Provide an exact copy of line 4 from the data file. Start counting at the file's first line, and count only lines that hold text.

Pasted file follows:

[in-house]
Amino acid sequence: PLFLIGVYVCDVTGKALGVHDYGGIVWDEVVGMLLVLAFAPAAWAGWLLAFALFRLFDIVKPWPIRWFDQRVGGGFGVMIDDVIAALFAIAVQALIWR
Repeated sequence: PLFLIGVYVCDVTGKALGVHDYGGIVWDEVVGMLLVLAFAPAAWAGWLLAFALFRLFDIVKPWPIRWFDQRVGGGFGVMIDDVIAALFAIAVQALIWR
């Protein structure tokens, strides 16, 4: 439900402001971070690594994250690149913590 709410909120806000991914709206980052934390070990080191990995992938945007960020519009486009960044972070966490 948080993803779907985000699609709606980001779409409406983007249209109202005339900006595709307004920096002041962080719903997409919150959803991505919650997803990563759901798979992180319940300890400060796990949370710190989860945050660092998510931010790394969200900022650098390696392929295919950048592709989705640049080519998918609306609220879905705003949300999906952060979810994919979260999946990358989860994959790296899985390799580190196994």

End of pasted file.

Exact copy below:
């Protein structure tokens, strides 16, 4: 439900402001971070690594994250690149913590 709410909120806000991914709206980052934390070990080191990995992938945007960020519009486009960044972070966490 948080993803779907985000699609709606980001779409409406983007249209109202005339900006595709307004920096002041962080719903997409919150959803991505919650997803990563759901798979992180319940300890400060796990949370710190989860945050660092998510931010790394969200900022650098390696392929295919950048592709989705640049080519998918609306609220879905705003949300999906952060979810994919979260999946990358989860994959790296899985390799580190196994």